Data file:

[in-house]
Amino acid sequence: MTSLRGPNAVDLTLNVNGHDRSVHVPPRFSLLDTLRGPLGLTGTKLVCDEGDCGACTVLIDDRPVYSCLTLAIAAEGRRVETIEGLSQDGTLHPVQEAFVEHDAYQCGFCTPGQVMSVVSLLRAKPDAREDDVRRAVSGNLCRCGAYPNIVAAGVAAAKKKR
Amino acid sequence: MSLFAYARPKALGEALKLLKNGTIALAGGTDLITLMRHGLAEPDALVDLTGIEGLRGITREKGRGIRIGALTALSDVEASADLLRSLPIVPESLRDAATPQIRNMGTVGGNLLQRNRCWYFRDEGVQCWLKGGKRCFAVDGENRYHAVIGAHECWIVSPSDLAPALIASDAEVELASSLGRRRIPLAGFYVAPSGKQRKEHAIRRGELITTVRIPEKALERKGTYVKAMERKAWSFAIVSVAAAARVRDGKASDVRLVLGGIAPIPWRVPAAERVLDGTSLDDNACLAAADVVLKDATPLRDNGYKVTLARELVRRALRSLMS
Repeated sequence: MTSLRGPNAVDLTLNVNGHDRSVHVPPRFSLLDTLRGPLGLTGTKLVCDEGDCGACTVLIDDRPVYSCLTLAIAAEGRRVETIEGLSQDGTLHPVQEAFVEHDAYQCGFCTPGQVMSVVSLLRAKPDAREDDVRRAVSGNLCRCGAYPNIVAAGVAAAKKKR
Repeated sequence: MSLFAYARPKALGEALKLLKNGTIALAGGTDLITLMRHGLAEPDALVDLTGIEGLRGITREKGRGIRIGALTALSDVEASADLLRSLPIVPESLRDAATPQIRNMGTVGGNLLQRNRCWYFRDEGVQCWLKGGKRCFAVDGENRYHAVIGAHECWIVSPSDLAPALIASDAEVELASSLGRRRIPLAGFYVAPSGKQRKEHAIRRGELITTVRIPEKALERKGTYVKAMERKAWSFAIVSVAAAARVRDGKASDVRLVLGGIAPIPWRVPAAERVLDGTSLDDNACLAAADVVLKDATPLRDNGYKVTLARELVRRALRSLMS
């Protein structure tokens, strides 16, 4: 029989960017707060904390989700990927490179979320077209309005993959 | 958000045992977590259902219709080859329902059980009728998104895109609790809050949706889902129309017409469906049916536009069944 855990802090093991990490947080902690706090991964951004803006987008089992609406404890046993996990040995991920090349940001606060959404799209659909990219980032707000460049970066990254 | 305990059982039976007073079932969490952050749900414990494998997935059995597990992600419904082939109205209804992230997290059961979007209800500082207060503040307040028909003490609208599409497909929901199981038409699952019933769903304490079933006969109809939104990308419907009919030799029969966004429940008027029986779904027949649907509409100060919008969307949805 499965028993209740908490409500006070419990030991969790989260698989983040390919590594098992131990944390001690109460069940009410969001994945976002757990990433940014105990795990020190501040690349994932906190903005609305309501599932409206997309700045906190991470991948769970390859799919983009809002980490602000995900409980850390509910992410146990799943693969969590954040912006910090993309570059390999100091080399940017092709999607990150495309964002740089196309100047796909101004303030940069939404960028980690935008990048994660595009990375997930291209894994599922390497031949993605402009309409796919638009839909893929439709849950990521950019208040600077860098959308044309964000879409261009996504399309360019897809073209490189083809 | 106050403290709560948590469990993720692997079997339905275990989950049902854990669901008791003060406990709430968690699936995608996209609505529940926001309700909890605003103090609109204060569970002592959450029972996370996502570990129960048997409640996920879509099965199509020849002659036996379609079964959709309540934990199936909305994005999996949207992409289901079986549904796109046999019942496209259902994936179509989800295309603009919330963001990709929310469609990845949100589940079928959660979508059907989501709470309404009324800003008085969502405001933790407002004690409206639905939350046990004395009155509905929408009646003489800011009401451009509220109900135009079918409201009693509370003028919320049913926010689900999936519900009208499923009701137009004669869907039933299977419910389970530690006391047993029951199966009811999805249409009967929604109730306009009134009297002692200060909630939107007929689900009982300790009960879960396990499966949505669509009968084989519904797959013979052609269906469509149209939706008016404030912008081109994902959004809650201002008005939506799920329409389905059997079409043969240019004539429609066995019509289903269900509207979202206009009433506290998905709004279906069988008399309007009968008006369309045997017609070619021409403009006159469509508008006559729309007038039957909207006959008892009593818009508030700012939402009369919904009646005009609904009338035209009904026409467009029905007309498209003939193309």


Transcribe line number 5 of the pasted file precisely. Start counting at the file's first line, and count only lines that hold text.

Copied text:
Repeated sequence: MSLFAYARPKALGEALKLLKNGTIALAGGTDLITLMRHGLAEPDALVDLTGIEGLRGITREKGRGIRIGALTALSDVEASADLLRSLPIVPESLRDAATPQIRNMGTVGGNLLQRNRCWYFRDEGVQCWLKGGKRCFAVDGENRYHAVIGAHECWIVSPSDLAPALIASDAEVELASSLGRRRIPLAGFYVAPSGKQRKEHAIRRGELITTVRIPEKALERKGTYVKAMERKAWSFAIVSVAAAARVRDGKASDVRLVLGGIAPIPWRVPAAERVLDGTSLDDNACLAAADVVLKDATPLRDNGYKVTLARELVRRALRSLMS